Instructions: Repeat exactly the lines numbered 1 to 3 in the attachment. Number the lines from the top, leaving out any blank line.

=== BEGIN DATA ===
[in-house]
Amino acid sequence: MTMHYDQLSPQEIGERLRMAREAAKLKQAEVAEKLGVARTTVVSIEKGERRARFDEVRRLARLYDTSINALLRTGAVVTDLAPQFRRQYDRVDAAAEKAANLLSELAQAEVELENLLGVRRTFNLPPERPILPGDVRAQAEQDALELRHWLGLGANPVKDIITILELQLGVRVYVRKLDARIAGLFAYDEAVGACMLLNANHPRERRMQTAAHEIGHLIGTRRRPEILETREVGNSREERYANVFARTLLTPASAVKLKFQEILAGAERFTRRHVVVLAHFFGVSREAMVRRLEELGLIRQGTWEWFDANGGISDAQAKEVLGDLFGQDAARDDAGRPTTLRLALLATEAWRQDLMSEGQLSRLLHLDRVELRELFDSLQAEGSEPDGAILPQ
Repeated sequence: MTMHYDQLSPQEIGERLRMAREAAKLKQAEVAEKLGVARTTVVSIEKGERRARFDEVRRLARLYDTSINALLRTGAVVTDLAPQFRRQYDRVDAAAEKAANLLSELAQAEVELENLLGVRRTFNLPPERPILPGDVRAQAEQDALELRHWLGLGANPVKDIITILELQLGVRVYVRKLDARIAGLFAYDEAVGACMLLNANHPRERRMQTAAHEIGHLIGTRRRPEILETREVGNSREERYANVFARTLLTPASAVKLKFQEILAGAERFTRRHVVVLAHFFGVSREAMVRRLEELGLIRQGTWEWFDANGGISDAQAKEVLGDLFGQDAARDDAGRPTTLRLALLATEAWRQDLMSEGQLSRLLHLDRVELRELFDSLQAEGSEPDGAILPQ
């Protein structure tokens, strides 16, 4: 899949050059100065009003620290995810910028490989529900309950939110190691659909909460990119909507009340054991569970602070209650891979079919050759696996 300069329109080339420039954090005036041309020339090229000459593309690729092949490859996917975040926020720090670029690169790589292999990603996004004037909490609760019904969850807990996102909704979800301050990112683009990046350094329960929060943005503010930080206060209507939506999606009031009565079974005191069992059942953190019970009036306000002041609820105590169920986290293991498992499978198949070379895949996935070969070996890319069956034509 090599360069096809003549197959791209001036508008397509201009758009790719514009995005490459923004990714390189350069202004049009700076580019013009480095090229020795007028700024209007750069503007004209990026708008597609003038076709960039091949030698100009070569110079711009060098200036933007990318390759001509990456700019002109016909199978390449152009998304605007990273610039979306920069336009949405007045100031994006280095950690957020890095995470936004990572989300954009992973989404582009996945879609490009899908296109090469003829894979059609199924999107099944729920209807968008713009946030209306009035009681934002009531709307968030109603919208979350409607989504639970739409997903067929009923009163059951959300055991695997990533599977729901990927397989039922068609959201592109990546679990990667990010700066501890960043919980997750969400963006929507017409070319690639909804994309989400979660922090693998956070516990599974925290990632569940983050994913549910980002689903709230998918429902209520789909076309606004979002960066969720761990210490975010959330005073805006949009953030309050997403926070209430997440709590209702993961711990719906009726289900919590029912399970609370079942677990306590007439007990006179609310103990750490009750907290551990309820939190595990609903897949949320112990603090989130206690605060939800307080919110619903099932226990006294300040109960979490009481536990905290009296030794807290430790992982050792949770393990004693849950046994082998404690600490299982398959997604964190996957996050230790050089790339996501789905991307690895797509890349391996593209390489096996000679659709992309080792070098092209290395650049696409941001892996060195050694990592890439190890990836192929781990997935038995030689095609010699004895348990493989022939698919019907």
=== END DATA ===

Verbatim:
[in-house]
Amino acid sequence: MTMHYDQLSPQEIGERLRMAREAAKLKQAEVAEKLGVARTTVVSIEKGERRARFDEVRRLARLYDTSINALLRTGAVVTDLAPQFRRQYDRVDAAAEKAANLLSELAQAEVELENLLGVRRTFNLPPERPILPGDVRAQAEQDALELRHWLGLGANPVKDIITILELQLGVRVYVRKLDARIAGLFAYDEAVGACMLLNANHPRERRMQTAAHEIGHLIGTRRRPEILETREVGNSREERYANVFARTLLTPASAVKLKFQEILAGAERFTRRHVVVLAHFFGVSREAMVRRLEELGLIRQGTWEWFDANGGISDAQAKEVLGDLFGQDAARDDAGRPTTLRLALLATEAWRQDLMSEGQLSRLLHLDRVELRELFDSLQAEGSEPDGAILPQ
Repeated sequence: MTMHYDQLSPQEIGERLRMAREAAKLKQAEVAEKLGVARTTVVSIEKGERRARFDEVRRLARLYDTSINALLRTGAVVTDLAPQFRRQYDRVDAAAEKAANLLSELAQAEVELENLLGVRRTFNLPPERPILPGDVRAQAEQDALELRHWLGLGANPVKDIITILELQLGVRVYVRKLDARIAGLFAYDEAVGACMLLNANHPRERRMQTAAHEIGHLIGTRRRPEILETREVGNSREERYANVFARTLLTPASAVKLKFQEILAGAERFTRRHVVVLAHFFGVSREAMVRRLEELGLIRQGTWEWFDANGGISDAQAKEVLGDLFGQDAARDDAGRPTTLRLALLATEAWRQDLMSEGQLSRLLHLDRVELRELFDSLQAEGSEPDGAILPQ